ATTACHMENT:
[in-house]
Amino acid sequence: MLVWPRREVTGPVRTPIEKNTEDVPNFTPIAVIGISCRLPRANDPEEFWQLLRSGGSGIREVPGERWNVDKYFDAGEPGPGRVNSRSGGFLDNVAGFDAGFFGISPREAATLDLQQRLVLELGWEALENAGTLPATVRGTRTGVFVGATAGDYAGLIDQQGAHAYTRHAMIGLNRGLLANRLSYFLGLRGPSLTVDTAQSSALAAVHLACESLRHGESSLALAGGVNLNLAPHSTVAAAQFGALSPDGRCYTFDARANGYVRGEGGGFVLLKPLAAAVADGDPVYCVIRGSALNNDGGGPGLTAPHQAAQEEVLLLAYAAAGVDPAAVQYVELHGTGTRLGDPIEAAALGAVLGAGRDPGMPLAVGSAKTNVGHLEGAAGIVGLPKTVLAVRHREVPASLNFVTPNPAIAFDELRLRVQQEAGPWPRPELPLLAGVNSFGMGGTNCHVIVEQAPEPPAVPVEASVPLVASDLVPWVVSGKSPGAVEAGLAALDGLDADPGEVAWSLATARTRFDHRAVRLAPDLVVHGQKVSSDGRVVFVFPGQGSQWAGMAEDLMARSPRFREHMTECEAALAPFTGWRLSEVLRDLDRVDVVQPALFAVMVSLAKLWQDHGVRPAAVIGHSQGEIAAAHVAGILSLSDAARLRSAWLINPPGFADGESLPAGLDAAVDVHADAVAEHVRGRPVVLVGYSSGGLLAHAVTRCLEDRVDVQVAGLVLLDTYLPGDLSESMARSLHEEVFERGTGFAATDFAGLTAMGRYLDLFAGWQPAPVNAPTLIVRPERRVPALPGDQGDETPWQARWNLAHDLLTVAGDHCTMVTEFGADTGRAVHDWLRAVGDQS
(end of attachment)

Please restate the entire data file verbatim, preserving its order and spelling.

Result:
[in-house]
Amino acid sequence: MLVWPRREVTGPVRTPIEKNTEDVPNFTPIAVIGISCRLPRANDPEEFWQLLRSGGSGIREVPGERWNVDKYFDAGEPGPGRVNSRSGGFLDNVAGFDAGFFGISPREAATLDLQQRLVLELGWEALENAGTLPATVRGTRTGVFVGATAGDYAGLIDQQGAHAYTRHAMIGLNRGLLANRLSYFLGLRGPSLTVDTAQSSALAAVHLACESLRHGESSLALAGGVNLNLAPHSTVAAAQFGALSPDGRCYTFDARANGYVRGEGGGFVLLKPLAAAVADGDPVYCVIRGSALNNDGGGPGLTAPHQAAQEEVLLLAYAAAGVDPAAVQYVELHGTGTRLGDPIEAAALGAVLGAGRDPGMPLAVGSAKTNVGHLEGAAGIVGLPKTVLAVRHREVPASLNFVTPNPAIAFDELRLRVQQEAGPWPRPELPLLAGVNSFGMGGTNCHVIVEQAPEPPAVPVEASVPLVASDLVPWVVSGKSPGAVEAGLAALDGLDADPGEVAWSLATARTRFDHRAVRLAPDLVVHGQKVSSDGRVVFVFPGQGSQWAGMAEDLMARSPRFREHMTECEAALAPFTGWRLSEVLRDLDRVDVVQPALFAVMVSLAKLWQDHGVRPAAVIGHSQGEIAAAHVAGILSLSDAARLRSAWLINPPGFADGESLPAGLDAAVDVHADAVAEHVRGRPVVLVGYSSGGLLAHAVTRCLEDRVDVQVAGLVLLDTYLPGDLSESMARSLHEEVFERGTGFAATDFAGLTAMGRYLDLFAGWQPAPVNAPTLIVRPERRVPALPGDQGDETPWQARWNLAHDLLTVAGDHCTMVTEFGADTGRAVHDWLRAVGDQS